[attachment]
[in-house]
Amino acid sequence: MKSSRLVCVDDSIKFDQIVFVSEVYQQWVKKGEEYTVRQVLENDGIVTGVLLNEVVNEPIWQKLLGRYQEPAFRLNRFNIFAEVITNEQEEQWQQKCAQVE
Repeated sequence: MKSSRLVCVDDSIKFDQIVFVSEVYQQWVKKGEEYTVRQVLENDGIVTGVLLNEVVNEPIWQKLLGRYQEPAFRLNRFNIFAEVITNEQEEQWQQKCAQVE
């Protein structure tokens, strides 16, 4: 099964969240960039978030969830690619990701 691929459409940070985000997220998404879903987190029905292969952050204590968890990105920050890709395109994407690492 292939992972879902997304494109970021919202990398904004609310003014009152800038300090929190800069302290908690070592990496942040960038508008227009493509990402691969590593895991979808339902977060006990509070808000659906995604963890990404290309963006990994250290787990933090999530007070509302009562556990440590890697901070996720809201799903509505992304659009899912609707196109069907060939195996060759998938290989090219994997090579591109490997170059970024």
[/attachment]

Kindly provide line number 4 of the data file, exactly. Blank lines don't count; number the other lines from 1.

């Protein structure tokens, strides 16, 4: 099964969240960039978030969830690619990701 691929459409940070985000997220998404879903987190029905292969952050204590968890990105920050890709395109994407690492 292939992972879902997304494109970021919202990398904004609310003014009152800038300090929190800069302290908690070592990496942040960038508008227009493509990402691969590593895991979808339902977060006990509070808000659906995604963890990404290309963006990994250290787990933090999530007070509302009562556990440590890697901070996720809201799903509505992304659009899912609707196109069907060939195996060759998938290989090219994997090579591109490997170059970024």